Finally, he asked them to pray that he would find joy and refreshment when he came to them. The refreshment he had in mind was spiritual though, not physical. Paul looked forward to the fellowship he hoped to have at Rome after his rewarding trip to Jerusalem. It is a wonderful thing to be able to be among other believers reflecting together upon God’s Sovereign love and grace at work.

So, how were the Apostle’s prayer requests answered? They did not come to pass in the way he evidently expected.

First: Did God deliver him from the raging anger of the unbelieving Jews in Jerusalem? The Jews there persecuted him. They falsely accused him of violating the temple and had him arrested. Some of them took a vow that they would assassinate him. But he was delivered from their fanatical violence. God even used the laws of the pagan Roman Empire to ensure his safety. Prayer answered. His enemies failed to silence God’s messenger, and he was preserved to be able to continue his ministry.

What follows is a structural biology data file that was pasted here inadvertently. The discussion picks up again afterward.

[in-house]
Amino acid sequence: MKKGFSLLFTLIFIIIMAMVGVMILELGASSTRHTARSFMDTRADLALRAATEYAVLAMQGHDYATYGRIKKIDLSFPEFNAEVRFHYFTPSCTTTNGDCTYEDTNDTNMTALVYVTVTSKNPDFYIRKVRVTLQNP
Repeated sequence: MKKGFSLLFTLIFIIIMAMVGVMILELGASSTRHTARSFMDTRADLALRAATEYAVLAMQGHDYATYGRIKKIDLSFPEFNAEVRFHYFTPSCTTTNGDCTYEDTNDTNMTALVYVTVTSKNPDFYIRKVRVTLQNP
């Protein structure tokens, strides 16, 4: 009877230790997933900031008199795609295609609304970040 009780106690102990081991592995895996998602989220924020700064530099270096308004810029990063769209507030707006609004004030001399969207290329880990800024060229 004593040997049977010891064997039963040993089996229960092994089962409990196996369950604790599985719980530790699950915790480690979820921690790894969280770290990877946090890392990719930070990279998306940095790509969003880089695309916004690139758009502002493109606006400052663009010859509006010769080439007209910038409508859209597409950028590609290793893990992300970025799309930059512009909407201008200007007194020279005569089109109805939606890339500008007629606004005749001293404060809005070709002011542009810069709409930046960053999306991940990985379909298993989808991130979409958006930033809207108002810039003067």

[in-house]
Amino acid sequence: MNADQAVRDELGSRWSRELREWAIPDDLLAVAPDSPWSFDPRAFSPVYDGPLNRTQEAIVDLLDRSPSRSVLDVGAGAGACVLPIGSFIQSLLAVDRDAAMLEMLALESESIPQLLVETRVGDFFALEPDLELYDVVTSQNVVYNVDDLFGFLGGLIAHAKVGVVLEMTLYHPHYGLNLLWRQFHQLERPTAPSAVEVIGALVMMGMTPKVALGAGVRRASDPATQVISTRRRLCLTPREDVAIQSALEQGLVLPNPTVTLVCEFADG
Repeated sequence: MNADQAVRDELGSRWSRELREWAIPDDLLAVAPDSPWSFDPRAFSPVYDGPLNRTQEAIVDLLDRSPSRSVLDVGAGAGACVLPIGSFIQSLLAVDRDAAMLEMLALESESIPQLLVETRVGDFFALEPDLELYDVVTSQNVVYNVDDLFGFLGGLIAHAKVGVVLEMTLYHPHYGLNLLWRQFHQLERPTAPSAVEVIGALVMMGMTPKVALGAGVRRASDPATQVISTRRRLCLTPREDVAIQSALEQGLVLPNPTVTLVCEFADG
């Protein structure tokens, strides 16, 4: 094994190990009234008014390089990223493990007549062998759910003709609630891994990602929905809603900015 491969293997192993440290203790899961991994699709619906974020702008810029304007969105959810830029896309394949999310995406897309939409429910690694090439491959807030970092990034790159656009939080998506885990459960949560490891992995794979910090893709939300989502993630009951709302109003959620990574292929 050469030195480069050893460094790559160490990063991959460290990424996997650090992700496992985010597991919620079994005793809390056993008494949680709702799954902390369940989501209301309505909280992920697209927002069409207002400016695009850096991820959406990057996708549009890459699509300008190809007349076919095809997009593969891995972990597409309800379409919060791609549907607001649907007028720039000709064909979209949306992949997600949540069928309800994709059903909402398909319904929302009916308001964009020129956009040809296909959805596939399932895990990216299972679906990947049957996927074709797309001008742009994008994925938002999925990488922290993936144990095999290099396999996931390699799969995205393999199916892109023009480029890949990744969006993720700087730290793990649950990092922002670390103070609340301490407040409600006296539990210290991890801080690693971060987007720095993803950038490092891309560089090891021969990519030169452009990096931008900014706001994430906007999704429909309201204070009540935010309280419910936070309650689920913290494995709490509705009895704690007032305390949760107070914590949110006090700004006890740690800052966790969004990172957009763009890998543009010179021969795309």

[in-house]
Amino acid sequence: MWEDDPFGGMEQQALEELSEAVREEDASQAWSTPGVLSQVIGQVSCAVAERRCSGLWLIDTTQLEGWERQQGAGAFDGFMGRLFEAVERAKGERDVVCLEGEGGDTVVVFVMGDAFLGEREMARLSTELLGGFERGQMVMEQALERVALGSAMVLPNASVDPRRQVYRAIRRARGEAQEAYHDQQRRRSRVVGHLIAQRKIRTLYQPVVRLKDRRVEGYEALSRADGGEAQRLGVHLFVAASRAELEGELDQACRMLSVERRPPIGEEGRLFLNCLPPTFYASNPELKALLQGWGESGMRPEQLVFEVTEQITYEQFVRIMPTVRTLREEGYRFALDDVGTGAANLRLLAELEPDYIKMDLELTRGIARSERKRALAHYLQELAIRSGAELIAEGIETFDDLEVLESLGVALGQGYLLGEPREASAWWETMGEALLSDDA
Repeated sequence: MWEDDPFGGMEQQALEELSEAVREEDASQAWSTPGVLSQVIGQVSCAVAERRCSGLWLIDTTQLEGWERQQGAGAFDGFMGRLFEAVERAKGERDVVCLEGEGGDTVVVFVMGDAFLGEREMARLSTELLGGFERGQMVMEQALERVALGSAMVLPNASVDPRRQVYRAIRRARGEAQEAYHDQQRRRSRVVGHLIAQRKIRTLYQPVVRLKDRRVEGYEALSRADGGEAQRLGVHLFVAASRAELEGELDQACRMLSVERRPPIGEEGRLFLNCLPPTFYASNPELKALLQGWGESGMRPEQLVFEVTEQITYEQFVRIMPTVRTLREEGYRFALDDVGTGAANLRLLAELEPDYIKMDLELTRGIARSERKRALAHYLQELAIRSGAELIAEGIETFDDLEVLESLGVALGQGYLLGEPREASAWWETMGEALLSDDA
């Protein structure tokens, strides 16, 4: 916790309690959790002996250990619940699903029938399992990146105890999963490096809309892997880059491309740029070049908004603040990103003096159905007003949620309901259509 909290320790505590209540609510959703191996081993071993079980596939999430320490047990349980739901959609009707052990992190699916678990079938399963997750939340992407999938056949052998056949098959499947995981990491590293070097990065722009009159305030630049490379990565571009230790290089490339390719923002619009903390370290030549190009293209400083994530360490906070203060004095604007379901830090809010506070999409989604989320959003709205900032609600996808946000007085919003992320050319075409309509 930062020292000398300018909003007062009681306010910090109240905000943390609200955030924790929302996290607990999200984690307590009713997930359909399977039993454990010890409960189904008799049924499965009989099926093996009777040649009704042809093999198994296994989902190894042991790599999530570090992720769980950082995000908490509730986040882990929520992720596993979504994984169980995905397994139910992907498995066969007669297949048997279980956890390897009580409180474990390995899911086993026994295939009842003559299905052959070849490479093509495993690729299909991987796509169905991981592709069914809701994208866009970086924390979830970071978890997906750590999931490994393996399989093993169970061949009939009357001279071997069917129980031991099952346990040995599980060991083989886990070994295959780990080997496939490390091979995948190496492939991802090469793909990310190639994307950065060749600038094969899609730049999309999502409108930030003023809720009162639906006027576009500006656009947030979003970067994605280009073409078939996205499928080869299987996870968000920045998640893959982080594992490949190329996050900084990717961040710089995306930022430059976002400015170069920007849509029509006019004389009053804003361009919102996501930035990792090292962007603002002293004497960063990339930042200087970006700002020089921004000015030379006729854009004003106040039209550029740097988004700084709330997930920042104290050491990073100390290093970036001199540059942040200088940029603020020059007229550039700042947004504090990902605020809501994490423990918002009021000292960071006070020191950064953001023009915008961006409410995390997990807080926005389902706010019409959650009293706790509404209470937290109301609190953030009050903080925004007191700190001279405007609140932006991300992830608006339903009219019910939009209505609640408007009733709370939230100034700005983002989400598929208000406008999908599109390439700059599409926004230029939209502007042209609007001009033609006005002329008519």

Second: Did he see the Jews accept the Gentile’s kindness? It does not directly tell us. We do see that as time went on the distinctions of Jew and Gentile disappeared in the church. Probably his mission produced some of that healing in the attitude of the believing Jews who were slow in accepting the changes God was making as his promises were fulfilled. There is no reason to doubt that it did.

Third: Did Paul come to Rome with joy and find refreshing rest among the believers there? His arrival there was not under the kind of circumstances in which the world would find reason for rejoicing. At Jerusalem he was falsely accused, arrested, jailed, beaten, his life threatened, bound over to Caesar, shipwrecked on the way to Rome, bitten by a poisonous snake — hardly the way Paul would have foreseen the prayers being answered.

However, God did bring him there with joy. Paul’s expectation and prayer request was that his mission would honor God in the greatest way and bring him to them rejoicing. It did.

Though he arrived as a prisoner, he came with excitement about what God was doing. He was able to bring the Gospel message to Rome personally. He had access to people who otherwise would never have listened to what he had to say. From prison he wrote in Philippians 1:12, “But I want you to know, brethren, that the things which happened to me have actually turned out for the furtherance of the gospel.”